Fears of a sharp slowdown are getting the blame for the stock market’s renewed slide while also driving a retreat in Treasury yields. A look at a regional Fed bank’s closely followed economic-growth indicator may justify investor jitters, said a top Wall Street researcher.
The Federal Reserve Bank of Atlanta’s GDPNow model on Friday forecast a 2.1% second-quarter fall in U.S. gross domestic product following a slide in the Institute for Supply Management’s June manufacturing index and data on construction spending. The Atlanta Fed had lowered its estimate Thursday to -1% from a rise of 0.3% after data on personal consumption and expenditures, tripping alarm bells for recession-wary investors.
If the forecast is on track, it would mark the second consecutive fall in GDP after a 1.6% contraction in the first three months of 2022.
“We are ending Q2 on an economic low note, which goes a long way to explaining why 10-year Treasury yields TMUBMUSD10Y, 2.894% have come in so dramatically from their June 14th highs of 3.48 percent,” wrote Nicholas Colas, co-founder of DataTrek Research, in a Friday note.
“Stocks have taken no comfort from the recent decline in yields because they see the same issue portrayed in the GDPNow data: a U.S. economy that is rapidly cooling,” he said.
The 2-year TMUBMUSD02Y, 2.836% and 10-year Treasury yields fell below 3% on Thursday after hitting a 11-year high earlier this month as the odds of a recession appeared to be growing. Treasury yields move opposite to price.
The S&P 500 on Thursday closed out its worst first half performance in more than 50 years. The large-cap benchmark SPX, +1.06% fell 20.58% year-to-date through Thursday’s close, and was down 21.08% from its record close on January 3, before bouncing 1.1% in Friday’s session. The Dow Jones Industrial Average DJIA, +1.05% fell more than 15% in the first half.
The Atlanta GDPNow is updated in real time as fresh economic data rolls in, using a methodology similar to that employed by the Bureau of Economic Analysis in its official gross domestic product forecast. It’s not an official Atlanta Fed forecast, but it is a widely watched indicator and “important to watch” as “it has a strong track record, and the closer we get to July 28th’s release the more accurate it becomes”, according to Colas.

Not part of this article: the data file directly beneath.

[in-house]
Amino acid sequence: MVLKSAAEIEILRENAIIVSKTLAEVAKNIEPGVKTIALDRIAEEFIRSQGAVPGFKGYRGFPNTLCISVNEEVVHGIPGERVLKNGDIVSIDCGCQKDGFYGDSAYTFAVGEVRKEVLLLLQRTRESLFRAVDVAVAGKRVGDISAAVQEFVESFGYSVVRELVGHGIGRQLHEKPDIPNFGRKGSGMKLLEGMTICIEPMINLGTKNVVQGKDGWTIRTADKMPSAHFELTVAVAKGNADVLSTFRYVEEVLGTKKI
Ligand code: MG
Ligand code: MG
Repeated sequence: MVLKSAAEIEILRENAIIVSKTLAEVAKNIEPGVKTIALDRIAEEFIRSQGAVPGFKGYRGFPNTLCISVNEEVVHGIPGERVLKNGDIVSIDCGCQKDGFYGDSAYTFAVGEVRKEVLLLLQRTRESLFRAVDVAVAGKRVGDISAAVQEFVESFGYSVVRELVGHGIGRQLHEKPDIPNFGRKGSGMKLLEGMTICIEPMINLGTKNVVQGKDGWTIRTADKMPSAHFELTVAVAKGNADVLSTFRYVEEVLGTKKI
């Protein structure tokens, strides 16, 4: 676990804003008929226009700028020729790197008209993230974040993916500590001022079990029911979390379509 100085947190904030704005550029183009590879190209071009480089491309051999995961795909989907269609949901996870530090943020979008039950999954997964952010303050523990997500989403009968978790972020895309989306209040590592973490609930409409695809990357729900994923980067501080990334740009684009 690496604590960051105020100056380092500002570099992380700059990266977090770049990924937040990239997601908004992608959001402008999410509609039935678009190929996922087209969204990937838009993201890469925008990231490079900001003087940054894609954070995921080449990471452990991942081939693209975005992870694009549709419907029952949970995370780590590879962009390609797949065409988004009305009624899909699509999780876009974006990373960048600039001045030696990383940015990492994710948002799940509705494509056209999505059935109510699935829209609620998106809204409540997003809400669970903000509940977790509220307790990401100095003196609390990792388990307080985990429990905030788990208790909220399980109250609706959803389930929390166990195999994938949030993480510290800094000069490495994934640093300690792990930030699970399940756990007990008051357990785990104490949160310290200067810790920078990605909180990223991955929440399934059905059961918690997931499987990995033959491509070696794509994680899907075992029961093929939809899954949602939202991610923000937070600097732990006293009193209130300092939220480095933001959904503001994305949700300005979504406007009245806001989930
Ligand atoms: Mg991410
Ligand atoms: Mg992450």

Colas noted that 28 days ahead of the official BEA release, the model averages an absolute error of 1.2 points. Seven days ahead of the report, the error rate shrinks to 0.8 point.
“The model’s long-run track record is excellent,” he wrote. “Since the Atlanta Fed first started running the model in 2011, its average error has been just -0.3 points. From 2011 to 2019 (excluding the economic volatility around the pandemic), its tracking error averaged zero.”
Though a second consecutive quarter of negative growth of the U.S. economy would meet a generally-used definition of recession, the National Bureau of Economic Research (NBER), the official arbiter of U.S. business cycles, uses different criteria. The NBER’s definition of a recession is that “it is a significant decline in economic activity that is spread across the economy and that lasts more than a few months”.
Stocks, meanwhile, the Dow Jones Industrial Average DJIA, +1.05% climbed 255.18 points, or 0.83%, to 31,034 on Friday afternoon. The S&P 500 was up 27 points, or 0.72%, at 3,812. The Nasdaq Composite COMP, +0.90% increased 63.07 points, or 0.58%, to 11,094.